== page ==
Giving the Gift of Growing

Giving the Gift of Growing

Food Is Free Albuquerque launches itsgarden box program in response to the pandemic By Joanna Manganaro Toto Aside from being known as the summer before COVID-19 hit, the summer of 2019 in Santa Fe will be remembered for its bumper crop of apricots. As tree branches...

Open Doors, Open Dialog

Open Doors, Open Dialog

The Shop Stays Connected Through Social Media By Jason Strykowski As the Ides of March passed, Israel Rivera, chef and owner of The Shop, had great cause for concern. It looked as if it were only a matter of time before coronavirus regulations might force him to shut...

Revolution Farm

Revolution Farm

An Interview with Alex Pino, Farmer Local Hero: Best Farm, Santa Fe Photos by Douglas MerriamAlex Pino was born and raised in Chicago, then moved to New Mexico at age twenty. After years working unfulfilling jobs and seeking solutions to the industrialized food...

Lois Ellen Frank, PhD

Lois Ellen Frank, PhD

Chef/Owner, Red Mesa Cuisine, LLC Olla Award/Local Hero Award Photo by Daphne HougardLois Ellen Frank, PhD (Kiowa) is a Santa Fe–based chef, Native foods historian, culinary anthropologist, educator, and James Beard Award–winning cookbook author, photographer, and...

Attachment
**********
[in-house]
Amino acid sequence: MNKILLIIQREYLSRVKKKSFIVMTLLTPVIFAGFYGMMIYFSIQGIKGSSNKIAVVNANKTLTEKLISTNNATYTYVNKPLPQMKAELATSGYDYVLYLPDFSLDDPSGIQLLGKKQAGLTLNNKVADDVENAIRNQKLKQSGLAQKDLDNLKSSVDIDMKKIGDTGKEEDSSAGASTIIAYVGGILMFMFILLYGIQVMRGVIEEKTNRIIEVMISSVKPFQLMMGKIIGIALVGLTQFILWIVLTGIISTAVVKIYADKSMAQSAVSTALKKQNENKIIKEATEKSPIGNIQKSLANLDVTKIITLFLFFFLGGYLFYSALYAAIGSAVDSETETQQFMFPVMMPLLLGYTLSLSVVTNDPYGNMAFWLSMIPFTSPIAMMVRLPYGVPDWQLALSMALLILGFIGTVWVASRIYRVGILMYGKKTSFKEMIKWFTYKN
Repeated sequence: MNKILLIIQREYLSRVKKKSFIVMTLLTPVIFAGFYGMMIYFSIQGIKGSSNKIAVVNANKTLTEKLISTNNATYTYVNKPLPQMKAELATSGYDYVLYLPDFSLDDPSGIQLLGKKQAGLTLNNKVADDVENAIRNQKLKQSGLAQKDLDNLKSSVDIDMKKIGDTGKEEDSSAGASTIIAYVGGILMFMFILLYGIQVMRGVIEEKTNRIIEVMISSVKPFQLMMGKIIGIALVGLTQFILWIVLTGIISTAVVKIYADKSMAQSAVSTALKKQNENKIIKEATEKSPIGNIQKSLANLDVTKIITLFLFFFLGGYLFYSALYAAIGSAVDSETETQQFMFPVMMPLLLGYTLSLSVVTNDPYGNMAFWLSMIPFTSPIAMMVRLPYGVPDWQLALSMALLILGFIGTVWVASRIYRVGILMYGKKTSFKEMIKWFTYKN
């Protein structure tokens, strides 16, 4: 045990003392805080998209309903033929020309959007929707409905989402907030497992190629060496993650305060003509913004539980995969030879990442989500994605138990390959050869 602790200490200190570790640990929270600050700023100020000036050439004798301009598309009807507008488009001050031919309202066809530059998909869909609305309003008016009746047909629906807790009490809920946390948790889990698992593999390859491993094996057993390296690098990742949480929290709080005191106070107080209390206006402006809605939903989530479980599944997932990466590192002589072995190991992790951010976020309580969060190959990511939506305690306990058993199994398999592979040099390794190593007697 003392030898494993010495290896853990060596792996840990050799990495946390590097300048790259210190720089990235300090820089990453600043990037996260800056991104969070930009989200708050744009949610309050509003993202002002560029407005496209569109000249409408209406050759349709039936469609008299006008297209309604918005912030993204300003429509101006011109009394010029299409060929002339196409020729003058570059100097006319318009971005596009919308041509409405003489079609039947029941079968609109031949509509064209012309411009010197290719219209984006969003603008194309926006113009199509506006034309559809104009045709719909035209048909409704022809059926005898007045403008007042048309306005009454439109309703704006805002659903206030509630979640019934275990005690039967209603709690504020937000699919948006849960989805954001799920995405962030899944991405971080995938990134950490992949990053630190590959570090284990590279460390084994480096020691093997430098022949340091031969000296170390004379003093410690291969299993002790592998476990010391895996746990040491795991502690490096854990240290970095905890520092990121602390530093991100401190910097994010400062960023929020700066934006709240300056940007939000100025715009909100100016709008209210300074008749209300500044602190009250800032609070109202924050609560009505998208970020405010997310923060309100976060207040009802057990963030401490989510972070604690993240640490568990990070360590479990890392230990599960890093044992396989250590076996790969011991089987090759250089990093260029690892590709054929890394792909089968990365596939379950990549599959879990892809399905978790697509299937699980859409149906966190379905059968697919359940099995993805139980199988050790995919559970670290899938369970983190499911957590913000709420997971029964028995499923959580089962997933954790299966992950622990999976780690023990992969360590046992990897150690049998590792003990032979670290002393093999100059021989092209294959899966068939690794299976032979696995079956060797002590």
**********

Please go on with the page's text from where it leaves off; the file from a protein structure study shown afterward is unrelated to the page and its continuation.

Nathan Mayes

Nathan Mayes

Executive Chef/Partner at Paloma Best Chef, Santa Fe Photos by Douglas MerriamNathan Mayes grew up splitting time between Austin and Santa Fe, working in several acclaimed restaurants in both cities. After spending time cooking in New York, Mayes returned to Santa Fe...

De Smet Dairy Farms and Creamery

De Smet Dairy Farms and Creamery

An Interview with Erica and Mike de Smet Local Hero: Best Farm, Greater New Mexico Photos by Stephanie CameronMike and Erica De Smet with their sons Landon and Logan. De Smet is a third-generation, truly local dairy farm in Bosque Farms, New Mexico. The farm is unique...

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Edible New Mexico

Edible celebrates New Mexico's food culture, season by season. We believe that knowing where our food comes from is a powerful thing. With our high-quality, aesthetically pleasing and informative publication, we inspire readers to support and celebrate the growers, producers, chefs, beverage and food artisans, and other food professionals in our community.